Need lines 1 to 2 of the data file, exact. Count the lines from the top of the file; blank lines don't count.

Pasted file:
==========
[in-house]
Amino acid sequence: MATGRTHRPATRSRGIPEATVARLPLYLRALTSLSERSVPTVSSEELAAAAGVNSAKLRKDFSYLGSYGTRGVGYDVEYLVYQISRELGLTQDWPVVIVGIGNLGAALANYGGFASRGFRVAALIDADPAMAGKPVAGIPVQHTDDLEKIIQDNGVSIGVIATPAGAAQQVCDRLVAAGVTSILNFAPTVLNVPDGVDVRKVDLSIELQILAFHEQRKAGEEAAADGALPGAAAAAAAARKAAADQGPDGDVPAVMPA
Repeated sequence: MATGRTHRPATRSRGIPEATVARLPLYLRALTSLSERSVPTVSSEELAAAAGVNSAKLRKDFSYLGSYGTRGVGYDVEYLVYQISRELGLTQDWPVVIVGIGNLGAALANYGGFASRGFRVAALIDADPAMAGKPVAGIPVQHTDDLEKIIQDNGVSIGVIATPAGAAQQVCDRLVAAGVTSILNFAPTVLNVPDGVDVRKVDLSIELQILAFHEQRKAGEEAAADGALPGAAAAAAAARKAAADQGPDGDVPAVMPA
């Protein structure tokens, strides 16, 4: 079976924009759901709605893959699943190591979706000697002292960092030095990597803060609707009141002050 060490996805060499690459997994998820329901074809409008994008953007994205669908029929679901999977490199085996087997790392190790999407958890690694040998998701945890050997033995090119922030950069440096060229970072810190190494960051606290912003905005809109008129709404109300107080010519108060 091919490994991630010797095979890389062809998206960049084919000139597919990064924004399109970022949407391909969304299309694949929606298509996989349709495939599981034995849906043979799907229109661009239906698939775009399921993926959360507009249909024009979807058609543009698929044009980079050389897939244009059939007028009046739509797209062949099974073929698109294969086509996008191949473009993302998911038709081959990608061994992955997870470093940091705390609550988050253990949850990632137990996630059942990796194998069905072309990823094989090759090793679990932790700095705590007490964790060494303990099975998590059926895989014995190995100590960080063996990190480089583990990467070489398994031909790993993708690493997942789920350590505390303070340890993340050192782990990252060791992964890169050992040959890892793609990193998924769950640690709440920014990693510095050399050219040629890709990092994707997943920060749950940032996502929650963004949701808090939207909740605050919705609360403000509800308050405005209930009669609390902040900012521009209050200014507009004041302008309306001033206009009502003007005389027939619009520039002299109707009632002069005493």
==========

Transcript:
[in-house]
Amino acid sequence: MATGRTHRPATRSRGIPEATVARLPLYLRALTSLSERSVPTVSSEELAAAAGVNSAKLRKDFSYLGSYGTRGVGYDVEYLVYQISRELGLTQDWPVVIVGIGNLGAALANYGGFASRGFRVAALIDADPAMAGKPVAGIPVQHTDDLEKIIQDNGVSIGVIATPAGAAQQVCDRLVAAGVTSILNFAPTVLNVPDGVDVRKVDLSIELQILAFHEQRKAGEEAAADGALPGAAAAAAAARKAAADQGPDGDVPAVMPA